17. The RFA requires an agency to describe any significant alternatives that it has considered in reaching its proposed approach, which may include the following four alternatives (among others): (1) The establishment of differing compliance or reporting requirements or timetables that take into account the resources available to small entities; (2) the clarification, consolidation, or simplification of compliance or reporting requirements under the rule for small entities; (3) the use of performance, rather than design, standards; and (4) an exemption from Start Printed Page 9061coverage of the rule, or any part thereof, for small entities.
18. In the Third Further Notice, we seek to develop a record sufficient to adequately address issues related to developing long-term policies for ensuring that competitive carriers have access to unbundled network elements as changes are made to traditional telephone networks. In addressing these issues, we seek to ensure that competing providers, including small entity carriers, obtain access to inputs necessary to the provision voice and advanced telecommunications services. We believe that the issues on which we invite comment could impose minimal burdens on small entities, including both telecommunications carriers that request unbundled network elements and the incumbent LECs that, under section 251 of the Communications Act, must provide unbundled network elements to requesting carriers. As indicated above, both groups of carriers include entities that, for purposes of this IRFA, are classified as small entities. In framing the issues in this Third Further Notice, we have sought to develop a record on the potential impact our proposed rules could have upon small entities. We thus ask that commenters propose measures to avoid significant economic impact on small business entities.Start List of Subjects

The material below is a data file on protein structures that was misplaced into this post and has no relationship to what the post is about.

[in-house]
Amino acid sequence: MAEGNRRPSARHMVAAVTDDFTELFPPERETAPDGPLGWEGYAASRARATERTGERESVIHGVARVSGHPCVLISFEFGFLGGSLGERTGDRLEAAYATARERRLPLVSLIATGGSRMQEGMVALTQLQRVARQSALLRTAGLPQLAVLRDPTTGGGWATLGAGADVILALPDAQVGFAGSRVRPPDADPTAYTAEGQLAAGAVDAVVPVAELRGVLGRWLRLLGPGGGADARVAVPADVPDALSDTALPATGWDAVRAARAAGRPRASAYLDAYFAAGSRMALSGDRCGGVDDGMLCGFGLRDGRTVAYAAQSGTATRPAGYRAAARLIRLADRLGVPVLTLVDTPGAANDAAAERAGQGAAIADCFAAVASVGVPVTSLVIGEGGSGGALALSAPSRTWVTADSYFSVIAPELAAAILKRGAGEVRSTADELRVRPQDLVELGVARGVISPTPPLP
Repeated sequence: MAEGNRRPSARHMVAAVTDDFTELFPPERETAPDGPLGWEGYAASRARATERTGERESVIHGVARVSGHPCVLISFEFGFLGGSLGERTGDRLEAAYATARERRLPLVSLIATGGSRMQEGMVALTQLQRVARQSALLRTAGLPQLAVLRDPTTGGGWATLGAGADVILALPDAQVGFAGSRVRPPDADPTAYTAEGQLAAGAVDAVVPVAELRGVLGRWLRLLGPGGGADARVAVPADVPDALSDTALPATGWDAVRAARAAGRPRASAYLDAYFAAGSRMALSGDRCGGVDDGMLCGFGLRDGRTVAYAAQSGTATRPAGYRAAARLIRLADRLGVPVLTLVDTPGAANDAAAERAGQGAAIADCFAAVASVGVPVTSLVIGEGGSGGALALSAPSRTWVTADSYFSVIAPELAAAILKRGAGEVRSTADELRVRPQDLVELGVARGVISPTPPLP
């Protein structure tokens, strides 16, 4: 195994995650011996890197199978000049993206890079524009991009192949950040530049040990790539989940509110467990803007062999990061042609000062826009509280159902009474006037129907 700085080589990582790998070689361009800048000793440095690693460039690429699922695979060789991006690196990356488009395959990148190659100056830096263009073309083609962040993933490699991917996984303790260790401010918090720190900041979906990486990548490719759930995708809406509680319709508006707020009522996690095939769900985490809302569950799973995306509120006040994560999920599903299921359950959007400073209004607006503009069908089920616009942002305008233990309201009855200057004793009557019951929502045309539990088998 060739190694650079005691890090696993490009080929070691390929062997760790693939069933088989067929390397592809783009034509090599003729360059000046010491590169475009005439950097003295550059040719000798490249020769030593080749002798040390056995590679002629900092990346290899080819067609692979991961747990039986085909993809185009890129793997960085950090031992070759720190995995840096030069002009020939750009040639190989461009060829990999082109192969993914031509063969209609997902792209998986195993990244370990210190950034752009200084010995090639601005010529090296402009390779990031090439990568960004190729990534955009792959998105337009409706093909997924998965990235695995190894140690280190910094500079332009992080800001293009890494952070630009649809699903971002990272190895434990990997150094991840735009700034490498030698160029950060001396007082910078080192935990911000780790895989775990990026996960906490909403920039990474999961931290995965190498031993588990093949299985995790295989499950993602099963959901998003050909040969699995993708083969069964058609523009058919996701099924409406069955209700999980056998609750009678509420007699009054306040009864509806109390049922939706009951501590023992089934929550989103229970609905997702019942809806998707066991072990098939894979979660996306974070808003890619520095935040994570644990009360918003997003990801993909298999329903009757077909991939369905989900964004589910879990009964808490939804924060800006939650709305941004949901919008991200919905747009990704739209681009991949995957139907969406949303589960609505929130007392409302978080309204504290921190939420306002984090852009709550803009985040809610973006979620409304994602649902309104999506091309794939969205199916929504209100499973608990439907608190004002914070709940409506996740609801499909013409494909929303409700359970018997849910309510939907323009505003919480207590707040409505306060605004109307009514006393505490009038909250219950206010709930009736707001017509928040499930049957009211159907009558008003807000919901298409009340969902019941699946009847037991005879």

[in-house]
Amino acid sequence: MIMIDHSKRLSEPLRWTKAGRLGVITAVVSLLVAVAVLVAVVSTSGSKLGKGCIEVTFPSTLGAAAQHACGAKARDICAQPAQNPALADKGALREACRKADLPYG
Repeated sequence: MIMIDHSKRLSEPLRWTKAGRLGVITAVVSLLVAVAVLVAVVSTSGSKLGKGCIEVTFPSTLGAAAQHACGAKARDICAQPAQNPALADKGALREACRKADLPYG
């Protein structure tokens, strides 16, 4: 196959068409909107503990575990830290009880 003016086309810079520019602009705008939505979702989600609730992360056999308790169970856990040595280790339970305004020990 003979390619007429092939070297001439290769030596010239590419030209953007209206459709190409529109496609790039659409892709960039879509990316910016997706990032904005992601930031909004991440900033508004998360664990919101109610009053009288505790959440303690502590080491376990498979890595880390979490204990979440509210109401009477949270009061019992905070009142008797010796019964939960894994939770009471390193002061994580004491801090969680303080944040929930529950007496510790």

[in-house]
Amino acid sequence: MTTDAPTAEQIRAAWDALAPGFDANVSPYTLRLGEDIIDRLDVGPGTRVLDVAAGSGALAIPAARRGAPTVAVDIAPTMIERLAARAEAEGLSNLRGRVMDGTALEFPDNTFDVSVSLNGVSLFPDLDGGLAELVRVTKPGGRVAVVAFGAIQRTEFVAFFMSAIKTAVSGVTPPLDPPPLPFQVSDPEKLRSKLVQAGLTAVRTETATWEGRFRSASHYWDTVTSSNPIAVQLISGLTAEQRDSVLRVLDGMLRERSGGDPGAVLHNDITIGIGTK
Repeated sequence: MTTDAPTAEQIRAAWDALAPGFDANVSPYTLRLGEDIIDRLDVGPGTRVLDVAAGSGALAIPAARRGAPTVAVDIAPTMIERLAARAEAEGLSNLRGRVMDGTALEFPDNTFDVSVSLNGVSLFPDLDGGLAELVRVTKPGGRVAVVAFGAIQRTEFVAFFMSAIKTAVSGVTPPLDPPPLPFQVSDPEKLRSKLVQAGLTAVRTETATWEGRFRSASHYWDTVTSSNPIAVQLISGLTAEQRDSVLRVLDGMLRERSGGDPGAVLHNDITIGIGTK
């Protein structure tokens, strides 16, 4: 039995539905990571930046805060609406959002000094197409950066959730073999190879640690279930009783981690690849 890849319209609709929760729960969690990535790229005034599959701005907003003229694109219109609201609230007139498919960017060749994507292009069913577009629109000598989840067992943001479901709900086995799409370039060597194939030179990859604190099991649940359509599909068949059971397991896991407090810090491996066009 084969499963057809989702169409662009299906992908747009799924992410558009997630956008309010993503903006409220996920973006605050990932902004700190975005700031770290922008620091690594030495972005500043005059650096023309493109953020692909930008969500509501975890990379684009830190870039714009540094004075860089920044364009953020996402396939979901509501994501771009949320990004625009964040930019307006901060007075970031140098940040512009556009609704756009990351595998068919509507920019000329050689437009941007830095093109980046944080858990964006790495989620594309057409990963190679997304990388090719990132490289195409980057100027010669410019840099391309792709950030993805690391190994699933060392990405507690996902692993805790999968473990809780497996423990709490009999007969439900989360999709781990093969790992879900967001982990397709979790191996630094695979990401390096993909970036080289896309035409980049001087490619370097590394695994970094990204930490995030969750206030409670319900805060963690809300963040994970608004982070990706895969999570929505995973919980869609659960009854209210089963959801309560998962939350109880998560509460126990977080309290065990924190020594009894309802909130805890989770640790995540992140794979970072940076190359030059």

List of Subjects in 47 CFR Part 51
- Communications common carriers
Federal Communications Commission.
Magalie Roman Salas,
3. See id.Back to Citation
7. 15 U.S.C. 632; see, e.g., Brown Transport Truckload, Inc. v. Southern Wipers, Inc., 176 B.R. 82 (N.D. Ga. 1994).Back to Citation
8. FCC, Carrier Locator: Interstate Service Providers, Figure 1 (Jan. 2000) (Carrier Locator).Back to Citation
9. Id.Back to Citation
10. 13 CFR 121.201, SIC Codes 4812 and 4813. See Executive Office of the President, Office of Management and Budget, Standard Industrial Classification Manual (1987).Back to Citation
12. Letter from Jere W. Glover, Chief Counsel for Advocacy, SBA, to William E. Kennard, Chairman, FCC (filed May 27, 1999) (SBA May 27, 1999 Letter).Back to Citation
13. United States Department of Commerce, Bureau of the Census, 1992 Census of Transportation, Communications, and Utilities: Establishment and Firm Size 1-123 (1995) (1992 Census).Back to Citation
15. 1992 Census at Firm Size 1-123.Back to Citation
17. Id. at SIC Code 4813.Back to Citation
19. The total for competitive LECs includes both competitive LECs and competitive access providers.Back to Citation
20. Carrier Locator at Fig. 1. The total for resellers includes both toll resellers and local resellers.Back to Citation
21. This TRS category also includes competitive access providers.Back to Citation
[FR Doc. 01-2916 Filed 2-5-01; 8:45 am]
BILLING CODE 6712-01-U